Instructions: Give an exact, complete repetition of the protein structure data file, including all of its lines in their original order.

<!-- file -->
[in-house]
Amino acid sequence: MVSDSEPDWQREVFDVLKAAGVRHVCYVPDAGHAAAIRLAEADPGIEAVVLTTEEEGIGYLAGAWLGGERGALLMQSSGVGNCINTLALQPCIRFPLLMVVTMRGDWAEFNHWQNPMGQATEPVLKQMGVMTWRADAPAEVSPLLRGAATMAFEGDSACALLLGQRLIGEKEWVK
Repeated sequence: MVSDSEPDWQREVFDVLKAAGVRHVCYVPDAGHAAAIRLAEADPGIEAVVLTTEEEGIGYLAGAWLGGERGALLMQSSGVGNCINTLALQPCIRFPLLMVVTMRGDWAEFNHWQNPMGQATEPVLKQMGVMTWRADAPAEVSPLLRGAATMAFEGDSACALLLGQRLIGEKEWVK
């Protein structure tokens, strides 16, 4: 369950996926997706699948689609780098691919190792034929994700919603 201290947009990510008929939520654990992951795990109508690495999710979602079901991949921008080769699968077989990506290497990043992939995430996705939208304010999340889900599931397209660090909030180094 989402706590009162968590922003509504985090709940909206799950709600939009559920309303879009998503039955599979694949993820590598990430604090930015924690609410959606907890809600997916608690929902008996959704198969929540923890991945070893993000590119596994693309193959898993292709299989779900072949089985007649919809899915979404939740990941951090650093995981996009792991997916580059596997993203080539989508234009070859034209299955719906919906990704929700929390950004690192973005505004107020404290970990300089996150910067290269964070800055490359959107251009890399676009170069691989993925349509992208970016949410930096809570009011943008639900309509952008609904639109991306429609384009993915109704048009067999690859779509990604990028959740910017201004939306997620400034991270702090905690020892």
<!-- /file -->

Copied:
[in-house]
Amino acid sequence: MVSDSEPDWQREVFDVLKAAGVRHVCYVPDAGHAAAIRLAEADPGIEAVVLTTEEEGIGYLAGAWLGGERGALLMQSSGVGNCINTLALQPCIRFPLLMVVTMRGDWAEFNHWQNPMGQATEPVLKQMGVMTWRADAPAEVSPLLRGAATMAFEGDSACALLLGQRLIGEKEWVK
Repeated sequence: MVSDSEPDWQREVFDVLKAAGVRHVCYVPDAGHAAAIRLAEADPGIEAVVLTTEEEGIGYLAGAWLGGERGALLMQSSGVGNCINTLALQPCIRFPLLMVVTMRGDWAEFNHWQNPMGQATEPVLKQMGVMTWRADAPAEVSPLLRGAATMAFEGDSACALLLGQRLIGEKEWVK
């Protein structure tokens, strides 16, 4: 369950996926997706699948689609780098691919190792034929994700919603 201290947009990510008929939520654990992951795990109508690495999710979602079901991949921008080769699968077989990506290497990043992939995430996705939208304010999340889900599931397209660090909030180094 989402706590009162968590922003509504985090709940909206799950709600939009559920309303879009998503039955599979694949993820590598990430604090930015924690609410959606907890809600997916608690929902008996959704198969929540923890991945070893993000590119596994693309193959898993292709299989779900072949089985007649919809899915979404939740990941951090650093995981996009792991997916580059596997993203080539989508234009070859034209299955719906919906990704929700929390950004690192973005505004107020404290970990300089996150910067290269964070800055490359959107251009890399676009170069691989993925349509992208970016949410930096809570009011943008639900309509952008609904639109991306429609384009993915109704048009067999690859779509990604990028959740910017201004939306997620400034991270702090905690020892």